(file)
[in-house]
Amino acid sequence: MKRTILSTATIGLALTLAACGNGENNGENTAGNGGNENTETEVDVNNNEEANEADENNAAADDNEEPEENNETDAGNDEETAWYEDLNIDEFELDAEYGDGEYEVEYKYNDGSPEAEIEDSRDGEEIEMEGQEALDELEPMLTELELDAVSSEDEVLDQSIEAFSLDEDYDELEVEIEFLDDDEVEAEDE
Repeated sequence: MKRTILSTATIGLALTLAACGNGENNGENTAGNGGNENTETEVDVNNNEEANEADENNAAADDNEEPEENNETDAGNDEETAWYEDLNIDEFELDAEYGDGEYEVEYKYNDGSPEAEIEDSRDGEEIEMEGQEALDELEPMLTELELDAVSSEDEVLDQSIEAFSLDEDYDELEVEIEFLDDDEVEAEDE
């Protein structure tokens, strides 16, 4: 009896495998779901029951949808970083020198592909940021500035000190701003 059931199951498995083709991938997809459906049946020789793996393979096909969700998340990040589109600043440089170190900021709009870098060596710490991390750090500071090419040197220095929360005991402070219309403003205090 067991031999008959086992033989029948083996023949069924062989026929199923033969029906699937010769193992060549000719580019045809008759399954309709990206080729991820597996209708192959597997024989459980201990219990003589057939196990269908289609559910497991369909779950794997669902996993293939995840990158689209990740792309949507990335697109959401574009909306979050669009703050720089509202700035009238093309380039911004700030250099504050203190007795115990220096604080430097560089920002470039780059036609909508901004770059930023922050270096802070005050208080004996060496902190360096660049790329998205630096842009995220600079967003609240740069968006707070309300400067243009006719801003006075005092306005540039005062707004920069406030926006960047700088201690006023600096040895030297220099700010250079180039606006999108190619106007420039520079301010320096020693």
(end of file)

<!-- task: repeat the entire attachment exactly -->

[in-house]
Amino acid sequence: MKRTILSTATIGLALTLAACGNGENNGENTAGNGGNENTETEVDVNNNEEANEADENNAAADDNEEPEENNETDAGNDEETAWYEDLNIDEFELDAEYGDGEYEVEYKYNDGSPEAEIEDSRDGEEIEMEGQEALDELEPMLTELELDAVSSEDEVLDQSIEAFSLDEDYDELEVEIEFLDDDEVEAEDE
Repeated sequence: MKRTILSTATIGLALTLAACGNGENNGENTAGNGGNENTETEVDVNNNEEANEADENNAAADDNEEPEENNETDAGNDEETAWYEDLNIDEFELDAEYGDGEYEVEYKYNDGSPEAEIEDSRDGEEIEMEGQEALDELEPMLTELELDAVSSEDEVLDQSIEAFSLDEDYDELEVEIEFLDDDEVEAEDE
């Protein structure tokens, strides 16, 4: 009896495998779901029951949808970083020198592909940021500035000190701003 059931199951498995083709991938997809459906049946020789793996393979096909969700998340990040589109600043440089170190900021709009870098060596710490991390750090500071090419040197220095929360005991402070219309403003205090 067991031999008959086992033989029948083996023949069924062989026929199923033969029906699937010769193992060549000719580019045809008759399954309709990206080729991820597996209708192959597997024989459980201990219990003589057939196990269908289609559910497991369909779950794997669902996993293939995840990158689209990740792309949507990335697109959401574009909306979050669009703050720089509202700035009238093309380039911004700030250099504050203190007795115990220096604080430097560089920002470039780059036609909508901004770059930023922050270096802070005050208080004996060496902190360096660049790329998205630096842009995220600079967003609240740069968006707070309300400067243009006719801003006075005092306005540039005062707004920069406030926006960047700088201690006023600096040895030297220099700010250079180039606006999108190619106007420039520079301010320096020693």